In Hampi, with a tear in my eye, I said goodbye to my battered and torn Ganesh manbag, which, in a strange twist of fate, I had actually originally bought eight years ago in Hampi. They don't make 'em like this any more - they genuinely don't, I checked. Goodnight sweet prince.
After a couple of nights in Hampi, we decided to move across the river to Virupapuragadda, something we hadn't been able to do on our November visit, because the river had been too high to cross. Leaving our guest house, a shack huddle called Garden Paradise, some people on the street shouted an offer of a room. We said no; they asked if we were going to "Other Side of River". Yes. A woman tutted and said, with foreboding: "Danger place."
Well, you can get beer and meat in Viru, and frequent wafts of smoke while you're eating indicate that not everyone is taking those "NO DRUGS" signs seriously - but it is also taking a good chunk of business away from the cluttered Hampi bazaar area, so for the people who work on that side, yes, it must seem like Danger Place. And to be fair, some of the restaurants - they all have floor cushions and shin-high tables - do have the atmosphere of opium dens.
Or perhaps she was referring to the nearby reservoir at Sholapur. Hippy types had told us it was a great place to swim, but it took us ages to find it - we nearly ended up walking down this road...
When we eventually did locate it, however, any thoughts of a dip were abruptly aborted: Sarah in particular seemed put off by the sign about crocodiles, for some reason. "I was told they're friendly crocodiles," an Irish woman who wanted directions informed us the next day.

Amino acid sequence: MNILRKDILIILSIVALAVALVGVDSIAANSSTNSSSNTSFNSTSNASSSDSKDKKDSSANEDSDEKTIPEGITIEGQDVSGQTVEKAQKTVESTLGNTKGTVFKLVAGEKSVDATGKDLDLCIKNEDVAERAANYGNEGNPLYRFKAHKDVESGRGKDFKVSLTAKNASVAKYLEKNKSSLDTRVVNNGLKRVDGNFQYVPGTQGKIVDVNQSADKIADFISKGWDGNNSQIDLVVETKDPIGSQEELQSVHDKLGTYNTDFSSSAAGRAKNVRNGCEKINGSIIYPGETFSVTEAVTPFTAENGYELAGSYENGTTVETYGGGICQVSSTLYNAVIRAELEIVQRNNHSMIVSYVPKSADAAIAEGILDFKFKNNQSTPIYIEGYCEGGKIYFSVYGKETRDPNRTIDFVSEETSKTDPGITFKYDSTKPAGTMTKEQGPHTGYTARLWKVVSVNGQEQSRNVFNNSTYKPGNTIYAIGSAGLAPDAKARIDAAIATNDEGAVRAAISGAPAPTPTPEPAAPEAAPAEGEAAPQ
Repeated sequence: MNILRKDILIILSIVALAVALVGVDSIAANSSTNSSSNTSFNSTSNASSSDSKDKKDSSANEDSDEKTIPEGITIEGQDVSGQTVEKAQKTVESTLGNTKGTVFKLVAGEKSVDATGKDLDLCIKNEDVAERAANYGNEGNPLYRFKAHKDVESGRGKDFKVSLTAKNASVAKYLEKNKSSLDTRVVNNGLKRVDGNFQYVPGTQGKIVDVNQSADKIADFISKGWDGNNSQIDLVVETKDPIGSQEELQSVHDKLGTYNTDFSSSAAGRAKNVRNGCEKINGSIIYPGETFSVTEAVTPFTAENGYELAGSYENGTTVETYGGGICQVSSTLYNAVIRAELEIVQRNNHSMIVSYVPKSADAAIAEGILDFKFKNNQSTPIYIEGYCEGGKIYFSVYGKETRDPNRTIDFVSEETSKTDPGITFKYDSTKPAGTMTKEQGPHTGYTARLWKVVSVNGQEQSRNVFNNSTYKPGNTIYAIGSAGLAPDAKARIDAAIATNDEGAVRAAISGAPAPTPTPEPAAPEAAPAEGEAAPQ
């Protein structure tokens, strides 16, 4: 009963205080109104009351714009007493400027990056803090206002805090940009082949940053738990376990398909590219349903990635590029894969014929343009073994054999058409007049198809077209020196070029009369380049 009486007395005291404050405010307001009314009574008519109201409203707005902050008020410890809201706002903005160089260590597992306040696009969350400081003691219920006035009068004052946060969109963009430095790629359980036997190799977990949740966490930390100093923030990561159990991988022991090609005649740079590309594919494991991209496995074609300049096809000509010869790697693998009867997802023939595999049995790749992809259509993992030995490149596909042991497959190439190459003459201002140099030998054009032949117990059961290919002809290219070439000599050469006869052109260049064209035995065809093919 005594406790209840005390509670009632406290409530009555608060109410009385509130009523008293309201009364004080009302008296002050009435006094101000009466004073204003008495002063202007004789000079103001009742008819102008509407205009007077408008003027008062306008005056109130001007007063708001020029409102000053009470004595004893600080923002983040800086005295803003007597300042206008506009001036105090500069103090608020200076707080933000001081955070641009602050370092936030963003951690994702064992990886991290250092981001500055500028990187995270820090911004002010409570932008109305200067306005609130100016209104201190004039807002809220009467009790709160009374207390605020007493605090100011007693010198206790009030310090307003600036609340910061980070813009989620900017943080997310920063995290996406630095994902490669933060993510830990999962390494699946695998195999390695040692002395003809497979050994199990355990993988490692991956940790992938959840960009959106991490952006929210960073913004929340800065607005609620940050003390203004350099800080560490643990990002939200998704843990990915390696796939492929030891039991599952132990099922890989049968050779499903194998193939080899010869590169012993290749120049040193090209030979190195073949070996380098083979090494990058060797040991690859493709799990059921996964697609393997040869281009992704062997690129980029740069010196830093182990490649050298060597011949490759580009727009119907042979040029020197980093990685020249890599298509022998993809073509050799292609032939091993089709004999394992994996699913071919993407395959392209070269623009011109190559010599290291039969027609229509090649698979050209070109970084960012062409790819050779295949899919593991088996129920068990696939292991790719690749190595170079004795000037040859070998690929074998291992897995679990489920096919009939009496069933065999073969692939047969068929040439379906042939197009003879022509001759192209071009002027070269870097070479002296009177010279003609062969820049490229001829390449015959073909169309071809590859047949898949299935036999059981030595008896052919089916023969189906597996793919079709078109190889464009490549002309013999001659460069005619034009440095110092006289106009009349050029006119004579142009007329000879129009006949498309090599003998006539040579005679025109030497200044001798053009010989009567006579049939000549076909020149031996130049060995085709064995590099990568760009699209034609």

On another occasion, we took an epic walk to the town of Anegundi, doing 5km before breakfast, which turned out to be couscous with pickle and peanut powder. I didn't think they'd even heard of couscous in India, but there it was. An hour later, we were squelching through mud towards a surreal river-edge temple complex and lying silently on the stone floor like bits of rubble.
The oddest thing about Anegundi, though, was how incredibly well-signposted it was, with brightly-painted directions to everything everywhere (though fortunately not Everything Everywhere). It made getting lost a real challenge. On the way home, some guys gave us a lift in the back of their truck. "That's one way to do it," said a man passing on a bicycle.
The rest of our two weeks passed in a slow motion whirlwind of writing, yoga, evening movies, long long walks in the baking heat, rocky sunsets, World Cup cricket games and numerous glasses of milk tea. I also spent quite a lot of time being distracted by a paving stone that stood next to the patio staring at me menacingly while I was trying to write.
Looking the other way, though, there were the paddy fields and I spent long periods staring at them. Mmmmmm, green.
Speaking of green, on the way out of Hampi to Hospet, where we stayed overnight, we stopped for lunch. Here's what you get if you order a cucumber salad in India.
And in case you're wowed by the chef's garnishing efforts, I should point out that Sarah added the pepper herself.